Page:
Popular Music Rip-Offs

Nov 18, 2013

By AM740 Staff

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One of the most important aspects of coming up with a single that will be successful and quickly climb to the top of the charts, is having great lyrics accompanied by a catchy melody. Sometimes a single is so successful that artists will use it again, tweaking it slightly to create a new No.1 hit. But what happens when a different artist takes a melody that another musician worked so hard to create? Here are some popular examples of songs that have been ripped-off by other artists. Can you think of any more examples?

[1] Original: Sweet Little Sixteen by Chuck Berry
Rip-Off: Surfin’ USA by the Beach Boys

It is no surprise that a single by Chuck Berry caught the attention of the Beach Boys. Berry was known one of the pioneers of rock and roll music. Instead of taking just snippets of the tune, the Beach Boys copied the entire track without the proper credit given to Chuck Berry.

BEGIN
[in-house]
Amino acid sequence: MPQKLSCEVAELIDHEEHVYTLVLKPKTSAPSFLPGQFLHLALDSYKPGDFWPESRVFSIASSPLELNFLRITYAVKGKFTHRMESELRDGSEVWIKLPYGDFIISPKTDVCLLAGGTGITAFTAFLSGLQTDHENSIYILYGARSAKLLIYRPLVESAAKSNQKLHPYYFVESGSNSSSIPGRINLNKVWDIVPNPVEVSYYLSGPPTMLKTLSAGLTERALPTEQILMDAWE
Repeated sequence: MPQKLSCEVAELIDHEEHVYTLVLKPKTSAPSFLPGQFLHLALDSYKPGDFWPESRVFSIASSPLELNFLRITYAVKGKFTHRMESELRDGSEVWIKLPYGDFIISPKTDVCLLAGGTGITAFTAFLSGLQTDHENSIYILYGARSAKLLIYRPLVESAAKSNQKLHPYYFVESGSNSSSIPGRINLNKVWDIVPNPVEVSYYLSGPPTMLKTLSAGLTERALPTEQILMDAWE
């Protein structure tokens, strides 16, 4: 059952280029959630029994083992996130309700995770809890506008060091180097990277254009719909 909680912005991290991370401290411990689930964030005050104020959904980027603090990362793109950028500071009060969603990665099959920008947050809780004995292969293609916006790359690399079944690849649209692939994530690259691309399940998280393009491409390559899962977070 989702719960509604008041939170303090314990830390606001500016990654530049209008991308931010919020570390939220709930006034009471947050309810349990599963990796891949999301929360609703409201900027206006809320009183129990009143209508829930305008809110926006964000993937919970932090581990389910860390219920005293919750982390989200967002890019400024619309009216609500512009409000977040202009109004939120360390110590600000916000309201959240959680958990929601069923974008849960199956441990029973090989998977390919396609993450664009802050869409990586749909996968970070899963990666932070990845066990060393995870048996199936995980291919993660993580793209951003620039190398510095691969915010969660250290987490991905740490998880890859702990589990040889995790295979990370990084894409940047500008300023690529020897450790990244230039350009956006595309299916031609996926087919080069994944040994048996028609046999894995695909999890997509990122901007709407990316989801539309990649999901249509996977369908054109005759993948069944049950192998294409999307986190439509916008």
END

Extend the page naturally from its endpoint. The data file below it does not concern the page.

Chuck Berry confronted the group and Murry Wilson gave him the copyrighted rights for writing Surfin’ USA. This is a right that Chuck Berry still holds today. See the Beach Boys Surfin’ USA HERE

[2] Original: He’s So Fine by The Chiffons
Rip-Off: My Sweet Lord by George Harrison

He’s So Fine is a hit single performed by the female group The Chiffons. The song topped the US singles chart for four weeks in the spring of 1963. In 1970, former Beatle George Harrison released his first solo album releasing his single My Sweet Lord. In February of 1971, Bright Tunes Music filed suit against George Harrison, alleging musical plagiarism. The case went to court and the trial became a highly talked about, and reported, issue. The Bright Tunes Music v. Harrisongs Music case is one of the biggest plagiarism trials in the history of music. To listen to My Sweet Lord by George Harrison click HERE.

[3] Original: You Can’t Catch Me by Chuck Berry
Rip-Off: Come Together by The Beatles

Seems Chuck Berry’s songs catch the ear of many well-know artists. In 1973, The Beatles were sued by Big Seven Music Corp which handled Chuck Berry’s “You Can’t Catch Me”. They claimed that not only was the beat from “Come Together” just Berry’s song slowed down, the lyrics were also stolen. The two different songs and their lyrics are John Lennon’s “Here come ol’ flattop, he come groovin’ up slowly” to Berry’s “Here come a flattop, he was movin’ up with me”. To hear Come Together by The Beatles click HERE.

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